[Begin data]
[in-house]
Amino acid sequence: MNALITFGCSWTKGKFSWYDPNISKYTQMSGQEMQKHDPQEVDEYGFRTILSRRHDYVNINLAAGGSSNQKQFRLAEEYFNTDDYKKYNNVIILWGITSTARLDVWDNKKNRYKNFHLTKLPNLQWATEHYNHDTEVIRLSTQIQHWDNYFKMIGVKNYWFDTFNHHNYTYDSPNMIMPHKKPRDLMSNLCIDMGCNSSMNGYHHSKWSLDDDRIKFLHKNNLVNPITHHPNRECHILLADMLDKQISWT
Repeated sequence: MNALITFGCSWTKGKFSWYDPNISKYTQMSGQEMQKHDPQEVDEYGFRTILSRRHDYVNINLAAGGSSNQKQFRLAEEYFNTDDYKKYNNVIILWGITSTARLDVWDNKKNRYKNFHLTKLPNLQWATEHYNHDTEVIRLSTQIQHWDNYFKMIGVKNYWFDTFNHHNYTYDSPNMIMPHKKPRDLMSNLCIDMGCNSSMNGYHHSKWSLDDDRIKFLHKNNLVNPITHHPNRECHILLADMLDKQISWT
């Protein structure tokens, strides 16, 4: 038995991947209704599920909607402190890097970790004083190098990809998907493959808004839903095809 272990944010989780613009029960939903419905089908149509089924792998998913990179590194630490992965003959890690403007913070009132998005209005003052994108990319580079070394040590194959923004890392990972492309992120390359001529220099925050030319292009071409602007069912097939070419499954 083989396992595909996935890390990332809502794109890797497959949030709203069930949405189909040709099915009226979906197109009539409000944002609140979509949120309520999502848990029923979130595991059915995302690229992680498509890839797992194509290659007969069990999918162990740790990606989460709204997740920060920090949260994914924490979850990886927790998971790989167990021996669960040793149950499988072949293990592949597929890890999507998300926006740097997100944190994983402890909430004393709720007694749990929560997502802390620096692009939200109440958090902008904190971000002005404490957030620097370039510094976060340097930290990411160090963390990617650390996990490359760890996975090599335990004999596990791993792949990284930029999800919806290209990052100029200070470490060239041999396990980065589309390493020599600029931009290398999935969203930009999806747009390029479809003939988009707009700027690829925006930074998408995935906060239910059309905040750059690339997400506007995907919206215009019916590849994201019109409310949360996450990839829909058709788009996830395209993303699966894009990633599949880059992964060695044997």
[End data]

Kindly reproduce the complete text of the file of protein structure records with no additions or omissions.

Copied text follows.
[in-house]
Amino acid sequence: MNALITFGCSWTKGKFSWYDPNISKYTQMSGQEMQKHDPQEVDEYGFRTILSRRHDYVNINLAAGGSSNQKQFRLAEEYFNTDDYKKYNNVIILWGITSTARLDVWDNKKNRYKNFHLTKLPNLQWATEHYNHDTEVIRLSTQIQHWDNYFKMIGVKNYWFDTFNHHNYTYDSPNMIMPHKKPRDLMSNLCIDMGCNSSMNGYHHSKWSLDDDRIKFLHKNNLVNPITHHPNRECHILLADMLDKQISWT
Repeated sequence: MNALITFGCSWTKGKFSWYDPNISKYTQMSGQEMQKHDPQEVDEYGFRTILSRRHDYVNINLAAGGSSNQKQFRLAEEYFNTDDYKKYNNVIILWGITSTARLDVWDNKKNRYKNFHLTKLPNLQWATEHYNHDTEVIRLSTQIQHWDNYFKMIGVKNYWFDTFNHHNYTYDSPNMIMPHKKPRDLMSNLCIDMGCNSSMNGYHHSKWSLDDDRIKFLHKNNLVNPITHHPNRECHILLADMLDKQISWT
């Protein structure tokens, strides 16, 4: 038995991947209704599920909607402190890097970790004083190098990809998907493959808004839903095809 272990944010989780613009029960939903419905089908149509089924792998998913990179590194630490992965003959890690403007913070009132998005209005003052994108990319580079070394040590194959923004890392990972492309992120390359001529220099925050030319292009071409602007069912097939070419499954 083989396992595909996935890390990332809502794109890797497959949030709203069930949405189909040709099915009226979906197109009539409000944002609140979509949120309520999502848990029923979130595991059915995302690229992680498509890839797992194509290659007969069990999918162990740790990606989460709204997740920060920090949260994914924490979850990886927790998971790989167990021996669960040793149950499988072949293990592949597929890890999507998300926006740097997100944190994983402890909430004393709720007694749990929560997502802390620096692009939200109440958090902008904190971000002005404490957030620097370039510094976060340097930290990411160090963390990617650390996990490359760890996975090599335990004999596990791993792949990284930029999800919806290209990052100029200070470490060239041999396990980065589309390493020599600029931009290398999935969203930009999806747009390029479809003939988009707009700027690829925006930074998408995935906060239910059309905040750059690339997400506007995907919206215009019916590849994201019109409310949360996450990839829909058709788009996830395209993303699966894009990633599949880059992964060695044997």